Read the text once at normal speed. Students listen. Then read the text again and have learners take notes on key words and phrases. Recommend leaving room between words and lines to be able extend their notes. Pause very briefly after each sentence.
Put them in groups of about 4 to reconstruct a grammatically correct version of the text containing the same information.
Follow up with feedback, comparing the group versions with the original.
In the Basis for Business C1 Teachers Book, Andreas Grundtvig’s worksheet 5 “Don’t let it escape your notice” is a listening dictogloss to help students identify relevant language and adapt structures for their own purposes that uses a visual organizer to compile smaller units of language.
3. Communication skills personalization: Listening trios
This activity practices all skills, but especially listening, and encourages collaboration and learner autonomy. The aim is to produce a 3 sentence written summary of three separate texts.
Take three short texts – A, B, C. You could take an article in the book, e.g. Unit 7C on Nutella, and 2 similar new articles by bloggers e.g. something by Seth Godin or Daniel Pink on trends in social media marketing, and a short article on social media overload). Make one copy of one of the textx per student. Make three groups, A, B and C. Give the A texts to the A group, and so on. Give the students a few minutes to read their text, and to check understanding in their group. Everyone needs to fully understand their text. Then divide the large groups into groups of three containing an A, B and C student. Have the students share the information in their texts with each other. Student A reports on the content of his or her text. Student B listens and will write the summary. He or she asks any necessary questions. Student C monitors to make sure English is used and they are on task. After a few minutes, ask the Bs to make notes on what they have heard. Repeat the steps for the second round: student C tells the story, A listens and B monitors. Once the three rounds are completed and notes have been compiled, the groups polish each of the summaries collaboratively to produce three sentence summaries.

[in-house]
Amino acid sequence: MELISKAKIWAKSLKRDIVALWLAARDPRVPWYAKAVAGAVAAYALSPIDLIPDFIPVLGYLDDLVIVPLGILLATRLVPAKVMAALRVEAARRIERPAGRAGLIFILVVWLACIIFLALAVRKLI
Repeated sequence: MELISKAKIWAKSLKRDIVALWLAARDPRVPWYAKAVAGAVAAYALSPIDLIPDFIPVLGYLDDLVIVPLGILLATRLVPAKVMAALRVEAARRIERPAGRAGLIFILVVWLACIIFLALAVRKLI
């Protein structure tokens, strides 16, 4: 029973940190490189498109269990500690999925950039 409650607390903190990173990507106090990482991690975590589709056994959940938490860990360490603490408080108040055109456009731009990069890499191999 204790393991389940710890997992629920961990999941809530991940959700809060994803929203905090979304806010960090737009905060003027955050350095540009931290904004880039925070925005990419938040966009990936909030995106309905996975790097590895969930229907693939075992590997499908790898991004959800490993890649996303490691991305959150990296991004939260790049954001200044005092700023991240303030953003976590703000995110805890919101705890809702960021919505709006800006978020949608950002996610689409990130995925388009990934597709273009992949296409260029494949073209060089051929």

Compare the summaries by pinning As, Bs and Cs in groups.
4. Business skills personalization: Storytelling
In Basis for Business, business skills (e.g. SWOT analysis, report writing, performance review…) are connected to the business content of any given unit, often featuring in Part C. For example, in Unit 5, stories loom large, suggesting ways of using them in their own business context. Storytelling as a business skills introduced in Part A in a presentation recounting the rise and fall of a company in hindsight – listening, accompaniesd by a look at language markers. 5B shows that not every presentation should be a monologue, as here the focus on the dialogue aspect of pitching. 5C contrasts persuasive and objective reporting, and storytelling is discussed in Outside View 5 on speaking, summarizing Robert McKee’s reflections on storytelling as a persuasive cultural skill. Business File 3 also involves storytelling, i.e. looking back on a decision making process as part of a simulation.
Students can bounce off the book’s presentation of and practice with stories at many points here. I would have them tell business stories repeatedly throughout this unit, both orally and in writing, with the aim of persuading others to see the issues from their point of view.